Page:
Paul's Arrival at Rome and the Sovereignty of God in Salvation
Passage: Acts 28:11–28:31, Romans 9:6–9:21
• Paul’s arrival at Rome (11–16)
• Paul preaches at Rome under guard (17-31)
• Question 1: Have God’s covenant promises to Israel failed (6-13)?
• Question 2: Is God unjust toward Israel (14-21)?
Compatibilism: The bible as a whole, and sometimes in specific texts, presupposes or teaches that both of the following propositions are simultaneously true, and are mutually compatible.
1. God is absolutely sovereign, but his sovereignty never functions in such a way that human responsibility is curtailed, minimized or mitigated.
2. Human beings are morally responsible creatures – they significantly choose, rebel, obey, believe, defy, make decisions and so forth, and they are rightly held accountable for such actions; but this characteristic never functions so as to make God absolutely contingent (secondary, a responder, a reactor, dependent upon us in some sense).
Two philosophical (but not biblical) principles against the doctrine of God’s absolute sovereignty in salvation. (The following two principles and deductions are incorrect, biblically speaking.)
1. Divine sovereignty is not compatible with human freedom, nor therefore with human responsibility. Deduction: If God is absolutely sovereign, human beings cannot be truly free – all our actions are foreordained – and therefore, human responsibility becomes a laughable concept. Since the Bible regards faith (or any act of the will) as a free and responsible human act, it cannot be caused by God, but is exercised independently of God.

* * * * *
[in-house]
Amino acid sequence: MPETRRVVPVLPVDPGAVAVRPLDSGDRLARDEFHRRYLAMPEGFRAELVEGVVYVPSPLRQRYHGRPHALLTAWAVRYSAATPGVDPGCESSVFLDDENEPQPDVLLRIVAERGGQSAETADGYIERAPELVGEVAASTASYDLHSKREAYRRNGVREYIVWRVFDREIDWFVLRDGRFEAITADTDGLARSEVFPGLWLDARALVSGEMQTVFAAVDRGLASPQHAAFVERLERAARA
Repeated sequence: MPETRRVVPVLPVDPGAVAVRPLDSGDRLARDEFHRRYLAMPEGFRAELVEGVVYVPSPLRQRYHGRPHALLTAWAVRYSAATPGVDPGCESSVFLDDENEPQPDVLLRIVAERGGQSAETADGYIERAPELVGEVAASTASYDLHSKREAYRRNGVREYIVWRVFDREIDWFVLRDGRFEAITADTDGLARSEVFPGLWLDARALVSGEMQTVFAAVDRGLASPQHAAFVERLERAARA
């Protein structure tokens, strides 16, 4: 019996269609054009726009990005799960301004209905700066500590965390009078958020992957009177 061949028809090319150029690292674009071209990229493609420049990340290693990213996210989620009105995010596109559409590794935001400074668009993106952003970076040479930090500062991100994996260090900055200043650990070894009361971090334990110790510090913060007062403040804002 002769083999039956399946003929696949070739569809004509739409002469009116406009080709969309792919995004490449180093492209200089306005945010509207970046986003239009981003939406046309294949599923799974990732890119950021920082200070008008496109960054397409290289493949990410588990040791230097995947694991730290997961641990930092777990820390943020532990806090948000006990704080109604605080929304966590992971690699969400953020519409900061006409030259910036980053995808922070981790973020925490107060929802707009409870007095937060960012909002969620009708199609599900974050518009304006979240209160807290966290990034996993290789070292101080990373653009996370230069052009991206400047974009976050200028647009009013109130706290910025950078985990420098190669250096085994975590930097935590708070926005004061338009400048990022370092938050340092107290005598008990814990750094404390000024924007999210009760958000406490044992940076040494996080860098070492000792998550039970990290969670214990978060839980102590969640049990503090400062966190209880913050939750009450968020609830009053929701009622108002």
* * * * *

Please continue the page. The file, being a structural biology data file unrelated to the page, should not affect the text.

2. Ability limits obligation.
Deduction: Since the Bible regards faith as obligatory (necessary) on the part of all who hear the gospel, ability to believe must be universal. For God to command a thing human beings lacked the ability to perform would be unjust.
This is where the danger starts: when we begin with philosophical principles and force scripture through their rationalistic grid.
God’s Hardening of Human Hearts
1. God’s sovereignty in these matters is never pitted against human responsibility.
2. God’s judicial hardening is not presented as the capricious manipulation of an arbitrary potentate cursing morally neutral or even morally pure beings, but as a holy condemnation of a guilty people who are condemned to do and be what they themselves have chosen.
3. God’s sovereignty in these matters can also be a cause for hope, because if he’s not sovereign in these areas then there’s little point in petitioning him for help. But if he is sovereign, then the pleas of believers throughout the history of the church make sense.
4. God’s sovereign hardening of the people in Isaiah’s day, his commissioning of Isaiah to apparently fruitless ministry, is a stage in God’s ‘strange work’ (Is. 28:21–22) that brings God’s ultimate redemptive purposes to pass.